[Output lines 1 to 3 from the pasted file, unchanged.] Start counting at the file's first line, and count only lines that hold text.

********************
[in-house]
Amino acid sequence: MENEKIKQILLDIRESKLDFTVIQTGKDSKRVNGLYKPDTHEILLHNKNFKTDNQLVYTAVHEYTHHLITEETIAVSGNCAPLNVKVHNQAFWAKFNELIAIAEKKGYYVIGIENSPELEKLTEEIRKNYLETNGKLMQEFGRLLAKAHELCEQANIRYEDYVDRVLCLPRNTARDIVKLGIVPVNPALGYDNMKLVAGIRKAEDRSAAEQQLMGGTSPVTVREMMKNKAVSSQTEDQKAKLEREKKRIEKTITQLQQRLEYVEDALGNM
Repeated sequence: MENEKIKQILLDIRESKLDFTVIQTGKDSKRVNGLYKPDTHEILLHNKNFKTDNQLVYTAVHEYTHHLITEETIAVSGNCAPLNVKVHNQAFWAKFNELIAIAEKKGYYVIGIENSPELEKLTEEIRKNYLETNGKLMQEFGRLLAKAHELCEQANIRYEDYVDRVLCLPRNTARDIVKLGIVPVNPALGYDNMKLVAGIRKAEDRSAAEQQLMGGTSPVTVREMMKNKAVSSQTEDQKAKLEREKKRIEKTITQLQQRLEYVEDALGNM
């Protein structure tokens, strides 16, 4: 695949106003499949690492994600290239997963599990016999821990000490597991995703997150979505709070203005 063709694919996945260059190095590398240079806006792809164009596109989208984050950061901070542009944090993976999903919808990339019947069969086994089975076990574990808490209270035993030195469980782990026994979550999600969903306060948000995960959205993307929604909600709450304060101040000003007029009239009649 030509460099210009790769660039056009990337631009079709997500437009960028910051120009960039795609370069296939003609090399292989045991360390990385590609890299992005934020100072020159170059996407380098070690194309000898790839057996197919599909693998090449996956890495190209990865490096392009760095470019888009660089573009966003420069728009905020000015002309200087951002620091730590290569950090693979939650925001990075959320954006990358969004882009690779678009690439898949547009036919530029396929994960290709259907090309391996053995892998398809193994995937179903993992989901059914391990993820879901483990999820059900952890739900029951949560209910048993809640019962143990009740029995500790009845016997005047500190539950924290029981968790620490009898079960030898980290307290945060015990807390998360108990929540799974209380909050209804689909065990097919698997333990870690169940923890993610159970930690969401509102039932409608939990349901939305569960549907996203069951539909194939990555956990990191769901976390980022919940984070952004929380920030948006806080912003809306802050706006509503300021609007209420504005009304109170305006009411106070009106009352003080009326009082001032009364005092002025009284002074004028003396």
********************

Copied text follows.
[in-house]
Amino acid sequence: MENEKIKQILLDIRESKLDFTVIQTGKDSKRVNGLYKPDTHEILLHNKNFKTDNQLVYTAVHEYTHHLITEETIAVSGNCAPLNVKVHNQAFWAKFNELIAIAEKKGYYVIGIENSPELEKLTEEIRKNYLETNGKLMQEFGRLLAKAHELCEQANIRYEDYVDRVLCLPRNTARDIVKLGIVPVNPALGYDNMKLVAGIRKAEDRSAAEQQLMGGTSPVTVREMMKNKAVSSQTEDQKAKLEREKKRIEKTITQLQQRLEYVEDALGNM
Repeated sequence: MENEKIKQILLDIRESKLDFTVIQTGKDSKRVNGLYKPDTHEILLHNKNFKTDNQLVYTAVHEYTHHLITEETIAVSGNCAPLNVKVHNQAFWAKFNELIAIAEKKGYYVIGIENSPELEKLTEEIRKNYLETNGKLMQEFGRLLAKAHELCEQANIRYEDYVDRVLCLPRNTARDIVKLGIVPVNPALGYDNMKLVAGIRKAEDRSAAEQQLMGGTSPVTVREMMKNKAVSSQTEDQKAKLEREKKRIEKTITQLQQRLEYVEDALGNM